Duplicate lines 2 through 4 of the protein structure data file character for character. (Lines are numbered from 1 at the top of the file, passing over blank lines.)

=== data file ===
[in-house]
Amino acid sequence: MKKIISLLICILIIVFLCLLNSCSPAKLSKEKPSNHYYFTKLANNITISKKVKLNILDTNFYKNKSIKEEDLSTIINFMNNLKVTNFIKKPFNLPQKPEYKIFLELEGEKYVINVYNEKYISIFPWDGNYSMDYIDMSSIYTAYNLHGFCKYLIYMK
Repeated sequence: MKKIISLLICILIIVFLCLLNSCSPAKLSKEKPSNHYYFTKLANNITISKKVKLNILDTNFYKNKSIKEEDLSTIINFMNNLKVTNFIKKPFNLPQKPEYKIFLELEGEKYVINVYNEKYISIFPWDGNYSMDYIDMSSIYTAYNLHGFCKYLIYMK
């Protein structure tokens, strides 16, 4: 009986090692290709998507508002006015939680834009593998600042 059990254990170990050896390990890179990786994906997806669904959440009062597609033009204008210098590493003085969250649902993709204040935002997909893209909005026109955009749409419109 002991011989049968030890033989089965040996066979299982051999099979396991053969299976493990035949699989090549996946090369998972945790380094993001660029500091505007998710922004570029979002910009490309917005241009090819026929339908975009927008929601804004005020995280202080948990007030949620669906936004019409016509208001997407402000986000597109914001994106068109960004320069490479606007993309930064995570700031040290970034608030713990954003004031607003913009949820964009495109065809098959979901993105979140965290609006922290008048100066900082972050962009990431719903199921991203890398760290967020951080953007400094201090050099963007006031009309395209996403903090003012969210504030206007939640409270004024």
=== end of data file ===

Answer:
Amino acid sequence: MKKIISLLICILIIVFLCLLNSCSPAKLSKEKPSNHYYFTKLANNITISKKVKLNILDTNFYKNKSIKEEDLSTIINFMNNLKVTNFIKKPFNLPQKPEYKIFLELEGEKYVINVYNEKYISIFPWDGNYSMDYIDMSSIYTAYNLHGFCKYLIYMK
Repeated sequence: MKKIISLLICILIIVFLCLLNSCSPAKLSKEKPSNHYYFTKLANNITISKKVKLNILDTNFYKNKSIKEEDLSTIINFMNNLKVTNFIKKPFNLPQKPEYKIFLELEGEKYVINVYNEKYISIFPWDGNYSMDYIDMSSIYTAYNLHGFCKYLIYMK
């Protein structure tokens, strides 16, 4: 009986090692290709998507508002006015939680834009593998600042 059990254990170990050896390990890179990786994906997806669904959440009062597609033009204008210098590493003085969250649902993709204040935002997909893209909005026109955009749409419109 002991011989049968030890033989089965040996066979299982051999099979396991053969299976493990035949699989090549996946090369998972945790380094993001660029500091505007998710922004570029979002910009490309917005241009090819026929339908975009927008929601804004005020995280202080948990007030949620669906936004019409016509208001997407402000986000597109914001994106068109960004320069490479606007993309930064995570700031040290970034608030713990954003004031607003913009949820964009495109065809098959979901993105979140965290609006922290008048100066900082972050962009990431719903199921991203890398760290967020951080953007400094201090050099963007006031009309395209996403903090003012969210504030206007939640409270004024």